How the Datactics solution complements Data Fabrics and Data Meshes
As highlighted in this year’s Gartner Magic Quadrant, Datactics is a ‘best of breed’ Data Quality tool – we do Data Quality exceptionally well (ask our clients!). However, Datactics recognizes the fact that Data Quality is only one piece of the overall data management puzzle and data integration is a key component in our delivery process.
In order to help our clients build a data fabric architecture, we must connect easily with other tools. Being able to integrate with other areas of the data management ecosystem is something Datactics does well. Our solution integrates seamlessly with solutions ranging from Data Governance to Data Lineage and Master Data Management.
Integration is fundamental to the design of our platform, which offers frictionless connectivity to other vendor tools via API and other means. We don’t plan on adding data catalogue or data lineage capabilities to the Datactics platform. However, we will connect with existing ‘best in breed’ tools using an open metadata model. This therefore creates an integrated system of best of breed data management capabilities.
Datactics are no strangers when it comes to connecting with a variety of data sources and systems. The very nature of Data Quality means that Datactics needs to connect to data from across a client’s entire estate- including cloud platforms, data lakes, data warehouses, business applications and legacy systems. Connecting to these data sources and systems needs to be robust in order to perform data quality measurement and remediation processes.
How does Datactics approach integration with specialist data management tools?
When developing or enhancing its data management programme, we appreciate that an organisation will want to integrate a new solution seamlessly with (potentially) multiple other data systems and vendors. This is helped by the abundance of connectivity options available in the Datactics platform, to integrate with existing systems and vendors in order to make it easier for businesses to establish a sustainable Data Fabric.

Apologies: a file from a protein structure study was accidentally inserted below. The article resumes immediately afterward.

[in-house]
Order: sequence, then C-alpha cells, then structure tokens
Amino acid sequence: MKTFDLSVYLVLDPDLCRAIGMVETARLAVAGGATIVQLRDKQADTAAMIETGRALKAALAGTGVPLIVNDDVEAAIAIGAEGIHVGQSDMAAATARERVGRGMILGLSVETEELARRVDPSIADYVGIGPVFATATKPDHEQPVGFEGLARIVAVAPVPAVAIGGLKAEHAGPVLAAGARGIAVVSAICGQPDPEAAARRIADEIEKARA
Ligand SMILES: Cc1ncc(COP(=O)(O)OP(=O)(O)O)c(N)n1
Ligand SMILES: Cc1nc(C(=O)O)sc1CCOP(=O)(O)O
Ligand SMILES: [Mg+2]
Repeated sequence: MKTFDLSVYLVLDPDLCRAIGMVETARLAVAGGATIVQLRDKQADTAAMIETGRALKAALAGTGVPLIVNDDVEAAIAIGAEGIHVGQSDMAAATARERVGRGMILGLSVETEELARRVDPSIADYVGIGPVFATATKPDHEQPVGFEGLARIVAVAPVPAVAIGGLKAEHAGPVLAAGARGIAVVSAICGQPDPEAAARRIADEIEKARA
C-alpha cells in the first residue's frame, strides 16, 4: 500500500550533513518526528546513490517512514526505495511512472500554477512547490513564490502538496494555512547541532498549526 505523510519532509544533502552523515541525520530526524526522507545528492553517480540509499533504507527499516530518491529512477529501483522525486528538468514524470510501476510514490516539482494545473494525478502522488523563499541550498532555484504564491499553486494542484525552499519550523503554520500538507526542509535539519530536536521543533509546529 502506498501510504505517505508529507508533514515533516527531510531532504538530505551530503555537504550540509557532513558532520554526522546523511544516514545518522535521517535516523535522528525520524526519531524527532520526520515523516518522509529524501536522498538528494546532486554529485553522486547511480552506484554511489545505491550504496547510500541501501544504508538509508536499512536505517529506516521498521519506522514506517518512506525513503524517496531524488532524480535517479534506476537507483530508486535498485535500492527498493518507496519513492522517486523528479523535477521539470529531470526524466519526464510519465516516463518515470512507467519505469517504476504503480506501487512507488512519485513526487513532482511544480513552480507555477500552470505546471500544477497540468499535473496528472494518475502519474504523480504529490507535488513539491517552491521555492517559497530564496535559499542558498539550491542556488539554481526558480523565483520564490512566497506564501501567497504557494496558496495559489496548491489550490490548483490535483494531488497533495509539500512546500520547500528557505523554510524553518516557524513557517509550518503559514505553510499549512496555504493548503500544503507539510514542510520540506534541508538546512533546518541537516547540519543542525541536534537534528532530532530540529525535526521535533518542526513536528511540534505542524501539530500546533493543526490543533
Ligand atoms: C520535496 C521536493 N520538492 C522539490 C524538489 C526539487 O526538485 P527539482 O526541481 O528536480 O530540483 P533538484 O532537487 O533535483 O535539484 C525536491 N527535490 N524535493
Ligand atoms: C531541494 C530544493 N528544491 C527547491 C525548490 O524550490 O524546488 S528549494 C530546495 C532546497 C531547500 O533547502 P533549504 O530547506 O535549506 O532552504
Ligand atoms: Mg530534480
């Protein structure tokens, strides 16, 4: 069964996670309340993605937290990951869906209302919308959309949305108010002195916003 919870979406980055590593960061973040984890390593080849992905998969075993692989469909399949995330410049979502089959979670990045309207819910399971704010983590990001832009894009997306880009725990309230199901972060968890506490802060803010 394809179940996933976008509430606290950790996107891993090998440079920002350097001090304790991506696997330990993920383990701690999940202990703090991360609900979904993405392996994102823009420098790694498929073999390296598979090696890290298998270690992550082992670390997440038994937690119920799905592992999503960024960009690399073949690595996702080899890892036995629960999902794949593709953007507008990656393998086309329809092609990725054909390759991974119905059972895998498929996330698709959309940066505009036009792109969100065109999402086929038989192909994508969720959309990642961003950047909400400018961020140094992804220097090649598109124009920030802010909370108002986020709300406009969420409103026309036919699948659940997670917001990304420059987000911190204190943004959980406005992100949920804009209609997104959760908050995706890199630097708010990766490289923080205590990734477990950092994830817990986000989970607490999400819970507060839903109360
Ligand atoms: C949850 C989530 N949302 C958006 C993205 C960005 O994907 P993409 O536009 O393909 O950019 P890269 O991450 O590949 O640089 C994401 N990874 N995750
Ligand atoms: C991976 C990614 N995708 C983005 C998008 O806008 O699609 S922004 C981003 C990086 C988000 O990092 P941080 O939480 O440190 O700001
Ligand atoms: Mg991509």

A good example of where integration can add real business value is through the combination of Data Quality and Data Lineage. The automated technical lineage information provided by Manta provides Datactics with the ‘coordinates’ to point Data Quality rules to a larger volume of critical data elements within a data set. As a result, data quality is more effectively rolled out across an organisation.
Similarly, as Datactics measures data quality in-motion across multiple source systems & business applications, DQ metrics can be visually represented in the excellent metadata model visualisation provided by Solidatus. This allows users to identify the root cause of a data quality issue very quickly and trace the downstream impacts on a client’s business processes.
Another natural area of integration is between Data Quality and Data Governance systems. Data ownership metadata & data quality rules definitions housed in these systems can be pulled into Datactics via REST API. Meanwhile, metadata on the rules input and data quality metrics on the data assets can be pushed back into the Governance or Catalog system.
Other systems Datactics connects with are Business Intelligence and visualisation tools, ticketing systems and Master Data Management systems. For instance, the software ships with out-of-the-box connectivity to off-the-shelf tooling such as Qlik, Tableau, and PowerBI on the visualisation side, and Jira and Service Now on the ticketing front.
If you are developing a data management framework, exploring data fabric or data mesh architecture. or are simply seeking to understand open integration of best-of-breed data quality technologies and would like to hear more about our integration capabilities, please reach out to Kieran Seaward or contact us.